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Edvard Munch


Edvard Munch
  • Original Title: Kyss
  • Date: 1897
  • Style: Expressionism
  • Period: European period
  • Genre: genre painting
  • Media: oil, canvas
  • Dimensions: 99 x 81 cm
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Munch created many works in a thematic vein, including The Kiss, and exhibited them along side each other in what he called The Freize of Life. The themes in the series ranged from love and death, sex, anxiety, infidelity, jealousy and the stages of life, and included the famous painting The Scream. This painting captures an intimate moment between two nudes, the woman pulling the man towards her in a lover’s embrace, mouths locked in a passionate kiss, and is an example of Munch’s theme of the femme fatal as the dominant creature, taking control to feed her sexual appetite.

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The Kiss is an oil painting on canvas completed by the Norwegian symbolist artist Edvard Munch in 1897. Part of his Frieze of Life, which depicts the stages of a relationship between men and women, The Kiss is a realization of a motif with which he had experimented since 1888/89: a couple kissing, their faces fusing as one in a symbolic representation of their unity. Exhibited as early as 1903, this work is held at the Munch Museum in Oslo.

The Kiss is an oil painting on canvas, measuring 81 by 99 centimetres (32 in × 39 in). It depicts a couple surrounded by darkness, with only a sliver of daylight showing through a window which is mostly covered by a curtain. They hold an embrace as they seemingly merge into one, their faces a single, featureless shape. Art critic Roberta Smith notes that Munch favored "long, somewhat slurpy brush strokes that were more stained than painted".

The painting is similar to, though simpler than, another work with the same theme Munch produced in the same period.

The Norwegian symbolist artist Edvard Munch (1863–1944) had to cope with disease, mental illness, and death in his family, as well as a strict and strongly religious father. During his lifetime he experienced disappointment in love and feeble health, causing him fits of melancholia; Munch also became an alcoholic. The artist never married. This influenced his artistic production and the emotional states of his paintings. "Most of Munch’s figures," writes Roberta Smith, "are not mad, but paralyzed by oceanic feelings of grief, jealousy, desire or despair that many people found shocking either for their eroticism, crude style or intimations of mental instability." Though shocking, his paintings are characterized by an emotional honesty and integrity that makes them thrilling.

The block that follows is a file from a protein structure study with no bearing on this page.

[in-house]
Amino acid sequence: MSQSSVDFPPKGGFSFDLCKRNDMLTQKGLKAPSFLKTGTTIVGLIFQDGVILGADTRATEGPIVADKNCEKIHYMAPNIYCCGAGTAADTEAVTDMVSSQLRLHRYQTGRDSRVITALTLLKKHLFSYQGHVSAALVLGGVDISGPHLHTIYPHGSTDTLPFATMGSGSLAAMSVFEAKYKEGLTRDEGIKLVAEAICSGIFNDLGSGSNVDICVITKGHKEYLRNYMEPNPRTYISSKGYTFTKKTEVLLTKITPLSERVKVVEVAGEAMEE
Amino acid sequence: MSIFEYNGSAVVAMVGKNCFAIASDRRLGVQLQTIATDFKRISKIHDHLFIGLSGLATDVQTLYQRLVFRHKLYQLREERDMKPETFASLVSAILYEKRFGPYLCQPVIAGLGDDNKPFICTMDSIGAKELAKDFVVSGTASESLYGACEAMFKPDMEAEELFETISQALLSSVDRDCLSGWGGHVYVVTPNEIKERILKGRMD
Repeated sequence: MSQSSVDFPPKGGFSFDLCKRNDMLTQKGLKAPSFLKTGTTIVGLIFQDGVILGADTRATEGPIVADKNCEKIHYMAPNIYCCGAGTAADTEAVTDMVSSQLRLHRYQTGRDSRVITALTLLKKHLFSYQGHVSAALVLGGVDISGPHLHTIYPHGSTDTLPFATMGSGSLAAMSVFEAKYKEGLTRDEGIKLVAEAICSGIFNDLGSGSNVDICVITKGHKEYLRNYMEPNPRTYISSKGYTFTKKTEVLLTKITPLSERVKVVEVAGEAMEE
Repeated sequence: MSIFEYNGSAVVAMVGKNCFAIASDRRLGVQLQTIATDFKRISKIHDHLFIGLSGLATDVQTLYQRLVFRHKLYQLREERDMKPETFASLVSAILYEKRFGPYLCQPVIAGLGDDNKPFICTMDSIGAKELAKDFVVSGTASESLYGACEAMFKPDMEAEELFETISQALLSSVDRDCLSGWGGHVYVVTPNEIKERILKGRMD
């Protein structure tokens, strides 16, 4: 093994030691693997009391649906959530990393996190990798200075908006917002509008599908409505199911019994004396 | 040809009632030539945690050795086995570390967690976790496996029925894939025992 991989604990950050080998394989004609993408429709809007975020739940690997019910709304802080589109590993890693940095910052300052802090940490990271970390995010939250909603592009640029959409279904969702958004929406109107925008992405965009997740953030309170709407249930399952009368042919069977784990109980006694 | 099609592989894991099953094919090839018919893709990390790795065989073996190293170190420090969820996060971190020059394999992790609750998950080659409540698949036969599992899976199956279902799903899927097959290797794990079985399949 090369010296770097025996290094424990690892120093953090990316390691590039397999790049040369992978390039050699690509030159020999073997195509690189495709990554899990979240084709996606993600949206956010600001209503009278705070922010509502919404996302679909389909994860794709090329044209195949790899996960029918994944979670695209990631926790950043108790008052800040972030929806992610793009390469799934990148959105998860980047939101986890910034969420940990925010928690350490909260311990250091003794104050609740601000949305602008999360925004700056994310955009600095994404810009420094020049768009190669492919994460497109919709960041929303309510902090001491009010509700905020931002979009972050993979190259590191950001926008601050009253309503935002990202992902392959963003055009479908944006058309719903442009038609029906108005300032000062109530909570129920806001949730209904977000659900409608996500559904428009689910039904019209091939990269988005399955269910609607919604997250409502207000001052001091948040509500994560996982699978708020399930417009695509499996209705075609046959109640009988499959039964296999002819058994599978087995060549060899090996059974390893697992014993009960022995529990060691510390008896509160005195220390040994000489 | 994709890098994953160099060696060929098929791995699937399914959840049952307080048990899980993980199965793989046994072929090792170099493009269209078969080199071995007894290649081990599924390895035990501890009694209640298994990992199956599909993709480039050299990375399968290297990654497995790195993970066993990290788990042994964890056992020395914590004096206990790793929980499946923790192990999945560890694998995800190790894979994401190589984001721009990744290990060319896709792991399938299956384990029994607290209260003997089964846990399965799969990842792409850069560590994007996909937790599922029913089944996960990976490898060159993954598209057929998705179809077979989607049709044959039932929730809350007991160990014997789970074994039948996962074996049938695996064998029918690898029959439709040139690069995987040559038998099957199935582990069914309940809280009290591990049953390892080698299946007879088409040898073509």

Munch experimented with the motif of a couple kissing, both in painting and woodcuts, as early as 1888–89. In the numerous realizations of this motif there is a contrast between the world inside and outside of the room in which the couple is situated. The outside world appears vibrant and lively, whereas the interior of the room is timeless, with the couple frozen in their embrace. In this motif, the couple's abstract form, in which the faces of the two appear to be merged as one, indicates their sense of belongingness and togetherness. Later versions of the motif not only merged their faces, but also their bodies. The motif was part of a series Munch called the Frieze of Life, on which he spent more than 30 years of his career. The cycle depicts stages of a relationship between men and women and is part of what Munch called "the battle between men and women that is called love". It includes portrayals of attraction, courtship, realization, and disappointment.

According to the Museum of Modern Art, the dark ambiance of The Kiss is representative of Munch's ambivalence regarding romance. In the 1897 painting, art historian Reinhold Heller finds it "virtually impossible" to separate the two figures, particularly where their faces meet and become one. He considers the depiction of the lovers to represent their unity while at the same time representing a threatening "loss of individuality, a loss of one's own existence and identity" which hints at death.

This is a part of the Wikipedia article used under the Creative Commons Attribution-Sharealike 3.0 Unported License (CC-BY-SA). The full text of the article is here →

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